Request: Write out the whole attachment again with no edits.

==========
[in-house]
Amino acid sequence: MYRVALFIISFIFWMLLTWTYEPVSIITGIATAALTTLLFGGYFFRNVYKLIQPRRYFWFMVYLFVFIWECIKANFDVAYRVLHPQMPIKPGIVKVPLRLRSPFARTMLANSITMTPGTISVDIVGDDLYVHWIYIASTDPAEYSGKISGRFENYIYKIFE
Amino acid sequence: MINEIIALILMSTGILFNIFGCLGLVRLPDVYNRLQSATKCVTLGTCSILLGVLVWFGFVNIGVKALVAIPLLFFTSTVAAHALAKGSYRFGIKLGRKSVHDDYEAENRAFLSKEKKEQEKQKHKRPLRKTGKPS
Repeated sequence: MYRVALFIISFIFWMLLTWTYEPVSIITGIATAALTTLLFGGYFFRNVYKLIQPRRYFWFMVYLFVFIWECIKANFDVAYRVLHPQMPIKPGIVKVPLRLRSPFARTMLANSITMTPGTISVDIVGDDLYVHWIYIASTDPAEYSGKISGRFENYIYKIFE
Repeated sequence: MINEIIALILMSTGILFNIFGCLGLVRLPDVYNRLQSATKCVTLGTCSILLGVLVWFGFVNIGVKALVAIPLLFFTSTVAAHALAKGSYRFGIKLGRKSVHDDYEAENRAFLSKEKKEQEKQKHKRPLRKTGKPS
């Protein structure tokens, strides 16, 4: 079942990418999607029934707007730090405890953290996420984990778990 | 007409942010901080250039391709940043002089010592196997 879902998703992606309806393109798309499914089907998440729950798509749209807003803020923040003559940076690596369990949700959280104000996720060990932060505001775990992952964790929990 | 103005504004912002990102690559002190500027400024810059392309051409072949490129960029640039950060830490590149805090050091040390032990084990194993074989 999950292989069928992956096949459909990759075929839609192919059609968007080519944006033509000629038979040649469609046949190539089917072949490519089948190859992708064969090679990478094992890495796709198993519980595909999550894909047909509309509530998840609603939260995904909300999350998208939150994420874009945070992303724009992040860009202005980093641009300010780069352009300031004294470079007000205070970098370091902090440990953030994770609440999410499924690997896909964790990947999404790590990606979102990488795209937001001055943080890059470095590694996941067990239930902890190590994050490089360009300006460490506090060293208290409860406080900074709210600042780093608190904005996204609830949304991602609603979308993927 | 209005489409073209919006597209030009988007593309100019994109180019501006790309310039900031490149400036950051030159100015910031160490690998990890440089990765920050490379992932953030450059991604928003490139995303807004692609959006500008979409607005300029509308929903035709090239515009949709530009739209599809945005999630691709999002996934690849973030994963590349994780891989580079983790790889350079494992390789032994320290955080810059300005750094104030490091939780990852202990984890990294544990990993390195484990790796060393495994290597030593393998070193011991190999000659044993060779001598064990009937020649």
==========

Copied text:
[in-house]
Amino acid sequence: MYRVALFIISFIFWMLLTWTYEPVSIITGIATAALTTLLFGGYFFRNVYKLIQPRRYFWFMVYLFVFIWECIKANFDVAYRVLHPQMPIKPGIVKVPLRLRSPFARTMLANSITMTPGTISVDIVGDDLYVHWIYIASTDPAEYSGKISGRFENYIYKIFE
Amino acid sequence: MINEIIALILMSTGILFNIFGCLGLVRLPDVYNRLQSATKCVTLGTCSILLGVLVWFGFVNIGVKALVAIPLLFFTSTVAAHALAKGSYRFGIKLGRKSVHDDYEAENRAFLSKEKKEQEKQKHKRPLRKTGKPS
Repeated sequence: MYRVALFIISFIFWMLLTWTYEPVSIITGIATAALTTLLFGGYFFRNVYKLIQPRRYFWFMVYLFVFIWECIKANFDVAYRVLHPQMPIKPGIVKVPLRLRSPFARTMLANSITMTPGTISVDIVGDDLYVHWIYIASTDPAEYSGKISGRFENYIYKIFE
Repeated sequence: MINEIIALILMSTGILFNIFGCLGLVRLPDVYNRLQSATKCVTLGTCSILLGVLVWFGFVNIGVKALVAIPLLFFTSTVAAHALAKGSYRFGIKLGRKSVHDDYEAENRAFLSKEKKEQEKQKHKRPLRKTGKPS
């Protein structure tokens, strides 16, 4: 079942990418999607029934707007730090405890953290996420984990778990 | 007409942010901080250039391709940043002089010592196997 879902998703992606309806393109798309499914089907998440729950798509749209807003803020923040003559940076690596369990949700959280104000996720060990932060505001775990992952964790929990 | 103005504004912002990102690559002190500027400024810059392309051409072949490129960029640039950060830490590149805090050091040390032990084990194993074989 999950292989069928992956096949459909990759075929839609192919059609968007080519944006033509000629038979040649469609046949190539089917072949490519089948190859992708064969090679990478094992890495796709198993519980595909999550894909047909509309509530998840609603939260995904909300999350998208939150994420874009945070992303724009992040860009202005980093641009300010780069352009300031004294470079007000205070970098370091902090440990953030994770609440999410499924690997896909964790990947999404790590990606979102990488795209937001001055943080890059470095590694996941067990239930902890190590994050490089360009300006460490506090060293208290409860406080900074709210600042780093608190904005996204609830949304991602609603979308993927 | 209005489409073209919006597209030009988007593309100019994109180019501006790309310039900031490149400036950051030159100015910031160490690998990890440089990765920050490379992932953030450059991604928003490139995303807004692609959006500008979409607005300029509308929903035709090239515009949709530009739209599809945005999630691709999002996934690849973030994963590349994780891989580079983790790889350079494992390789032994320290955080810059300005750094104030490091939780990852202990984890990294544990990993390195484990790796060393495994290597030593393998070193011991190999000659044993060779001598064990009937020649």